SHAFAQNA – A British rights group has commented on a media report, citing police data, saying that the number of hate crimes against Muslim places of worship in the UK has doubled between 2016 and 2017.
UK anti-racism advocacy group Hope not Hate emphasizes the need for active measures to combat Islamophobia in the country amid reports of the rising number of hate crimes against UK Muslims, the group’s spokesman told Sputnik on Monday.
“Our own findings painted a worrying set of views which will require significant effort to address, both at a community and wider level. There are organized efforts by those within the far-right to capitalize on and exploit these (anti-Muslim) feelings, but clearly far more needs to be done to combat the scourge of Islamophobia and anti-Muslim hatred,” Nick Ryan said.
The Press Association reported earlier in the day, citing police figures obtained by the Freedom of Information requests to UK law enforcement, that the number of hate crimes against mosques and other Muslim places of worship across the United Kingdom more than doubled between 2016 and 2017. In August, Hope not Hate published its “Fear And Hope 2017” report revealing the surge in violence against the Muslimsover recent months.
According to media reports, citing the police data, UK police registered 47 hate crimes targeting mosques between March and July 2016, while this number rose to 110 during the same period of 2017.
“It’s disappointing to see these figures. Unfortunately our own research commissioned this year in our Fear and Hope 2017 poll reveals that attitudes have hardened towards Muslims in recent months. Over half of those polled said that Islam poses a threat to the west, with just four in ten saying they were more suspicious of Muslims as a result of the recent terrorist attacks. A quarter of English people also believed that Islam was a dangerous religion that incites violence, with older people more prone to Islamophobia,” Ryan added.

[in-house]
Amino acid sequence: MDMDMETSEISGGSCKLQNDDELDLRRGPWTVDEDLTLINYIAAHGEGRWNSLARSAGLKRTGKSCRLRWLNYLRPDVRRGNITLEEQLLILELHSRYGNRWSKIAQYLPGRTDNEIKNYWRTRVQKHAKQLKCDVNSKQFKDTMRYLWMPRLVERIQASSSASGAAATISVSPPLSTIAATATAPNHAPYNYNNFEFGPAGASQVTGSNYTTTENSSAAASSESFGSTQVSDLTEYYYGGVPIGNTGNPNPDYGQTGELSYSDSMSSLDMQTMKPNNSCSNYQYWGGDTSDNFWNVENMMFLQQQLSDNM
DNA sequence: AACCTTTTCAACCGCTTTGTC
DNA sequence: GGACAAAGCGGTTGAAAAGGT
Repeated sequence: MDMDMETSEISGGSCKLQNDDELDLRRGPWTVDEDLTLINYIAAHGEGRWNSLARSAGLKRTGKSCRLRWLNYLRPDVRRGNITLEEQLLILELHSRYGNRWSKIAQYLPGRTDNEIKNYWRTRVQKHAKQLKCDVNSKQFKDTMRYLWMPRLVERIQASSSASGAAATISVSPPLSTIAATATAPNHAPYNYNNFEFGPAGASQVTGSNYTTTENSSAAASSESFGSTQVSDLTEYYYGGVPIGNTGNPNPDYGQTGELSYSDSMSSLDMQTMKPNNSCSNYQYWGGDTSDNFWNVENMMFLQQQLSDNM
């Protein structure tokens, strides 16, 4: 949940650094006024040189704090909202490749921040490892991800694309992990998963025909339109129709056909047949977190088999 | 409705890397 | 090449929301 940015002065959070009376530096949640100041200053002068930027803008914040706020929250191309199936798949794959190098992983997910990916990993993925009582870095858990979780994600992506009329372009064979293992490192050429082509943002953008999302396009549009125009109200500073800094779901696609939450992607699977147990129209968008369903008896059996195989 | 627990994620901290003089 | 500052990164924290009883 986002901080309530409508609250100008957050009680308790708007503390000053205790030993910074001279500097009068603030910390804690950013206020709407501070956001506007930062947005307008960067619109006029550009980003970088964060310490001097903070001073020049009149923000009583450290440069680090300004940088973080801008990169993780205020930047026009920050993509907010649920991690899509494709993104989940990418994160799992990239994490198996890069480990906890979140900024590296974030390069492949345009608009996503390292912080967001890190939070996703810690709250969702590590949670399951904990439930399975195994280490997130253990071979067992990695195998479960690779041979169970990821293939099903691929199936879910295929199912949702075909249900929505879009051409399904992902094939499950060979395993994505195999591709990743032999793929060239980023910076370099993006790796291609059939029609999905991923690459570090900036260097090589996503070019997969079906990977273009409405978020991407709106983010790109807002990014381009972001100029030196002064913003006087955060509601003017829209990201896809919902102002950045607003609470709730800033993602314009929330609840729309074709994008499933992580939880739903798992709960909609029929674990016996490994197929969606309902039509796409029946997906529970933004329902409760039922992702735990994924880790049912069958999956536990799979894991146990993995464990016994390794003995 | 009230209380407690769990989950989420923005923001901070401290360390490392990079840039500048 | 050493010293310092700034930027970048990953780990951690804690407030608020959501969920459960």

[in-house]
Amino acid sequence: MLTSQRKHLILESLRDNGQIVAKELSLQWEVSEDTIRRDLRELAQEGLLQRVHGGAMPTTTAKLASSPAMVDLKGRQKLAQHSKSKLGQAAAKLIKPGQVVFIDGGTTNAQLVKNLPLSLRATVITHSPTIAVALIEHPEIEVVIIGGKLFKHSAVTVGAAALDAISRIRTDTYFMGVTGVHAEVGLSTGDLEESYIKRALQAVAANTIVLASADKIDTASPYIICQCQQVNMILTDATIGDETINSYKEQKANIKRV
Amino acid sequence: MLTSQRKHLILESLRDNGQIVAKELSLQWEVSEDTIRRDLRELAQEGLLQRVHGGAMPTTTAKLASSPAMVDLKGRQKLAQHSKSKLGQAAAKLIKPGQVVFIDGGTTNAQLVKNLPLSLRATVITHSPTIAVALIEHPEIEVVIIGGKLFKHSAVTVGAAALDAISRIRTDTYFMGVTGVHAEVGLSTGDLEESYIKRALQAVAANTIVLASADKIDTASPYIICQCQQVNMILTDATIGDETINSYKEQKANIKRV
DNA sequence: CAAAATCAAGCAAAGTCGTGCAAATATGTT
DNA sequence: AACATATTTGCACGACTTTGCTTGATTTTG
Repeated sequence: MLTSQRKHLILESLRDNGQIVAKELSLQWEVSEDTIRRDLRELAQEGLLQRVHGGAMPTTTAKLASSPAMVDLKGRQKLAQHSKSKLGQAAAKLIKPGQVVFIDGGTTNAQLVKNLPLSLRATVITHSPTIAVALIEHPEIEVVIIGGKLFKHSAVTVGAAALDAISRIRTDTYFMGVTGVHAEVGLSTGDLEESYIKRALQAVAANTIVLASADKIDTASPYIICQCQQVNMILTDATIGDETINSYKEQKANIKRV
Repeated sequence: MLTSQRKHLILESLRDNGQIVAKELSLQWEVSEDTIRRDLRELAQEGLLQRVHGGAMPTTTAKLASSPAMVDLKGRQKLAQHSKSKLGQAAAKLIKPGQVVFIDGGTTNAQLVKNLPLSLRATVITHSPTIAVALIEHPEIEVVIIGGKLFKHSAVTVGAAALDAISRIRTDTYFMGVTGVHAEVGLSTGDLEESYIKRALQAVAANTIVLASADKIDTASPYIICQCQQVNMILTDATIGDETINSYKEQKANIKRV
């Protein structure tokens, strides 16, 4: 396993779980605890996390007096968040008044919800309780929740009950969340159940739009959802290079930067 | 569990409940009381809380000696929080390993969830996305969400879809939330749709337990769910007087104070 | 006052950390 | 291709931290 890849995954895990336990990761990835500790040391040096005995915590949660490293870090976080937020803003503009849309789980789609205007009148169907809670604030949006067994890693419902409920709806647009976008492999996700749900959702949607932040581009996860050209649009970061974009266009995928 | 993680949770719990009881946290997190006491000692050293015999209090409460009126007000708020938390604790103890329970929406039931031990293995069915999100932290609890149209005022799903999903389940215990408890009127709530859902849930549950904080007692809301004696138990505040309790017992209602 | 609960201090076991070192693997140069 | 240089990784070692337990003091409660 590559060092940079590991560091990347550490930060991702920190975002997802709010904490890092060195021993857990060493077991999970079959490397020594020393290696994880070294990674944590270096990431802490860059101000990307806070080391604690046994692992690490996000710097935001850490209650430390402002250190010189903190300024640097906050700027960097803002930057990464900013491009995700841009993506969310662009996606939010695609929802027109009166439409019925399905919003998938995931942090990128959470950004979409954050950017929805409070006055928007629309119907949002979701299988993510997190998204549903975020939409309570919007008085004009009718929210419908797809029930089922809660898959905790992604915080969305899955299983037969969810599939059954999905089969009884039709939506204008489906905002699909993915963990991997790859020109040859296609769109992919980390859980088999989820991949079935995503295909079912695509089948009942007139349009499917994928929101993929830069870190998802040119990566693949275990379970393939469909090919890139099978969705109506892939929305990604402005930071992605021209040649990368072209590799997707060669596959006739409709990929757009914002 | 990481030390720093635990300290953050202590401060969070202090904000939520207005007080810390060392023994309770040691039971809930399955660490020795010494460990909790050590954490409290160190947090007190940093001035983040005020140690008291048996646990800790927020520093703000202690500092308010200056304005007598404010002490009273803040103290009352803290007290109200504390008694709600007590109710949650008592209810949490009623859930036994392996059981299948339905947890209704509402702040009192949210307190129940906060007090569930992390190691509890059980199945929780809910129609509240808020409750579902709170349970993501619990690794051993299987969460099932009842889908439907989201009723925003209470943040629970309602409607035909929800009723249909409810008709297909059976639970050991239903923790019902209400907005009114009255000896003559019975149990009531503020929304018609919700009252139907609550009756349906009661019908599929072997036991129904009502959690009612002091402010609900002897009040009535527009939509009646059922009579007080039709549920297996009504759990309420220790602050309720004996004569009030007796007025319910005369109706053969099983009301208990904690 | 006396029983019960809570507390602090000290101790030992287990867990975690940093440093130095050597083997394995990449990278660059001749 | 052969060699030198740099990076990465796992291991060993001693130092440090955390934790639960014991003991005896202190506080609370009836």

Earlier in the day, UK Shadow Home Secretary Diane Abbott said that the crimes against the Muslim worship sites should be condemned.
The number of hate crimes against UK Muslims and their places of worship has increased against the backdrop of repeated terror attacks in the United Kingdom. Police figures revealed by the media showed Greater Manchester and London, themselves the sites of recent terrorist attacks, as specific focal points of hate crimes against the Muslim places of worship. The responsibility for the attack in these cities has been claimed by Daesh terrorist group.
One of the attacks in London was directed against the Muslims. On June 19, a man drove a van into a group of pedestrians who had attended Ramadan prayers at London’s Finsbury Park Mosque.